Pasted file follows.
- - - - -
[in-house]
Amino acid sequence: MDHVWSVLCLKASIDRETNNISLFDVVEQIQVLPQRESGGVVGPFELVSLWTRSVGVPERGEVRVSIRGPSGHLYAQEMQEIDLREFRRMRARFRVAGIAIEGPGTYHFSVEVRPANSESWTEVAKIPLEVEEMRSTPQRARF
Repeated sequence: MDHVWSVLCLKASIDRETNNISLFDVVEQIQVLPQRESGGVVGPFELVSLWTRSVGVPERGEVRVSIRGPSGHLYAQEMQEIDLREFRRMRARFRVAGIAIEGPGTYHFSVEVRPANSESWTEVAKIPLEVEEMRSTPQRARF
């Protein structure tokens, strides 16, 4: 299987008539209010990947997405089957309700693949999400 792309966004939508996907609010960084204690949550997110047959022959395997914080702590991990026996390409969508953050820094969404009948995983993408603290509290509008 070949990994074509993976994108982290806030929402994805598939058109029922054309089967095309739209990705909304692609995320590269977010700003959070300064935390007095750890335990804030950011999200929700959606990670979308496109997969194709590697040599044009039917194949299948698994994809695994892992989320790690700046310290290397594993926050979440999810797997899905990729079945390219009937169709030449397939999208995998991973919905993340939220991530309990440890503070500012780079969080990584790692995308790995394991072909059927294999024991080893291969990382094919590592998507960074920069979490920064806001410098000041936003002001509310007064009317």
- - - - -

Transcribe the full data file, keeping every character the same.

[in-house]
Amino acid sequence: MDHVWSVLCLKASIDRETNNISLFDVVEQIQVLPQRESGGVVGPFELVSLWTRSVGVPERGEVRVSIRGPSGHLYAQEMQEIDLREFRRMRARFRVAGIAIEGPGTYHFSVEVRPANSESWTEVAKIPLEVEEMRSTPQRARF
Repeated sequence: MDHVWSVLCLKASIDRETNNISLFDVVEQIQVLPQRESGGVVGPFELVSLWTRSVGVPERGEVRVSIRGPSGHLYAQEMQEIDLREFRRMRARFRVAGIAIEGPGTYHFSVEVRPANSESWTEVAKIPLEVEEMRSTPQRARF
């Protein structure tokens, strides 16, 4: 299987008539209010990947997405089957309700693949999400 792309966004939508996907609010960084204690949550997110047959022959395997914080702590991990026996390409969508953050820094969404009948995983993408603290509290509008 070949990994074509993976994108982290806030929402994805598939058109029922054309089967095309739209990705909304692609995320590269977010700003959070300064935390007095750890335990804030950011999200929700959606990670979308496109997969194709590697040599044009039917194949299948698994994809695994892992989320790690700046310290290397594993926050979440999810797997899905990729079945390219009937169709030449397939999208995998991973919905993340939220991530309990440890503070500012780079969080990584790692995308790995394991072909059927294999024991080893291969990382094919590592998507960074920069979490920064806001410098000041936003002001509310007064009317």